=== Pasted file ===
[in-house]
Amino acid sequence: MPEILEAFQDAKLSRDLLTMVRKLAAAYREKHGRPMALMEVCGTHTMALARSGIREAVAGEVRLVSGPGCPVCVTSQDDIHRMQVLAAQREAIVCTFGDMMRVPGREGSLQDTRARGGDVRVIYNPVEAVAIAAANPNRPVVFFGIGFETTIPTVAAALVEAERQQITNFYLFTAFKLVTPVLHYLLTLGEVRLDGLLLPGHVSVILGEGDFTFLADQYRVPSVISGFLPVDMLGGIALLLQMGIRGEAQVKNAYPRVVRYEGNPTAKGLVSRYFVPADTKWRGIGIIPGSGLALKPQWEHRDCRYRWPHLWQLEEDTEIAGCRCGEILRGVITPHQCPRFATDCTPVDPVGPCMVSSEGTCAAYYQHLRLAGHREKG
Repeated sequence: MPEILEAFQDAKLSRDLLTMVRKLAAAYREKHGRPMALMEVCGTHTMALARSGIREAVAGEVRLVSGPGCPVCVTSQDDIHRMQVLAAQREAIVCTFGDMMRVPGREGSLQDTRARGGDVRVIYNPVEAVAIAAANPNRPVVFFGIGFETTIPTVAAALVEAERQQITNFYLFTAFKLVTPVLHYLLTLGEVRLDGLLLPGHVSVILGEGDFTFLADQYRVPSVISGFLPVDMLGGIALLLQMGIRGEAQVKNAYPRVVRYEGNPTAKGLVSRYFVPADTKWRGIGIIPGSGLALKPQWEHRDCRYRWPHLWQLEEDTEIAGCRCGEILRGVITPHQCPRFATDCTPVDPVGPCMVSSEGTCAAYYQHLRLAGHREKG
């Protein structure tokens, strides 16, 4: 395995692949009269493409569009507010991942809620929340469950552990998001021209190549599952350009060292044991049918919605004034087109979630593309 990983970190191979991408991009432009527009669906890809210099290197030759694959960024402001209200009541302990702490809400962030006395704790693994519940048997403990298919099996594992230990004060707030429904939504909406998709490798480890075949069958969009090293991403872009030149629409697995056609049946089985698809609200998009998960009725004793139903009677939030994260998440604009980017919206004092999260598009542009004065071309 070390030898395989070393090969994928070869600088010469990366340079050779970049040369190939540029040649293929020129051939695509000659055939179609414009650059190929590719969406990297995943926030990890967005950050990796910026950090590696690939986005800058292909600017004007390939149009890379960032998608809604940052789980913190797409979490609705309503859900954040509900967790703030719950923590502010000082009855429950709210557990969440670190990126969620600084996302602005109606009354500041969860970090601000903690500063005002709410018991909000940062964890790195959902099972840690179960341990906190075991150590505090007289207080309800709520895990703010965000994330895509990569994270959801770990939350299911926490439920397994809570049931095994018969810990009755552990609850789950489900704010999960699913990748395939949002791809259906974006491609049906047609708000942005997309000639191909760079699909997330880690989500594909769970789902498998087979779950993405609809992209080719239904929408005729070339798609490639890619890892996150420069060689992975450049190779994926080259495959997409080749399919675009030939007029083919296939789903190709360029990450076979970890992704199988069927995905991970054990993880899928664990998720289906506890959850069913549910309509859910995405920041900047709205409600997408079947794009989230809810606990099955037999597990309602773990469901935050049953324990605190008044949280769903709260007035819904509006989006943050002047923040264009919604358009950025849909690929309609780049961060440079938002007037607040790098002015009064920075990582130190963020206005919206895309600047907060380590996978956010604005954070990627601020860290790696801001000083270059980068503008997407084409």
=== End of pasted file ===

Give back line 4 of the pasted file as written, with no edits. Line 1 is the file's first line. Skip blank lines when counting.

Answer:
């Protein structure tokens, strides 16, 4: 395995692949009269493409569009507010991942809620929340469950552990998001021209190549599952350009060292044991049918919605004034087109979630593309 990983970190191979991408991009432009527009669906890809210099290197030759694959960024402001209200009541302990702490809400962030006395704790693994519940048997403990298919099996594992230990004060707030429904939504909406998709490798480890075949069958969009090293991403872009030149629409697995056609049946089985698809609200998009998960009725004793139903009677939030994260998440604009980017919206004092999260598009542009004065071309 070390030898395989070393090969994928070869600088010469990366340079050779970049040369190939540029040649293929020129051939695509000659055939179609414009650059190929590719969406990297995943926030990890967005950050990796910026950090590696690939986005800058292909600017004007390939149009890379960032998608809604940052789980913190797409979490609705309503859900954040509900967790703030719950923590502010000082009855429950709210557990969440670190990126969620600084996302602005109606009354500041969860970090601000903690500063005002709410018991909000940062964890790195959902099972840690179960341990906190075991150590505090007289207080309800709520895990703010965000994330895509990569994270959801770990939350299911926490439920397994809570049931095994018969810990009755552990609850789950489900704010999960699913990748395939949002791809259906974006491609049906047609708000942005997309000639191909760079699909997330880690989500594909769970789902498998087979779950993405609809992209080719239904929408005729070339798609490639890619890892996150420069060689992975450049190779994926080259495959997409080749399919675009030939007029083919296939789903190709360029990450076979970890992704199988069927995905991970054990993880899928664990998720289906506890959850069913549910309509859910995405920041900047709205409600997408079947794009989230809810606990099955037999597990309602773990469901935050049953324990605190008044949280769903709260007035819904509006989006943050002047923040264009919604358009950025849909690929309609780049961060440079938002007037607040790098002015009064920075990582130190963020206005919206895309600047907060380590996978956010604005954070990627601020860290790696801001000083270059980068503008997407084409």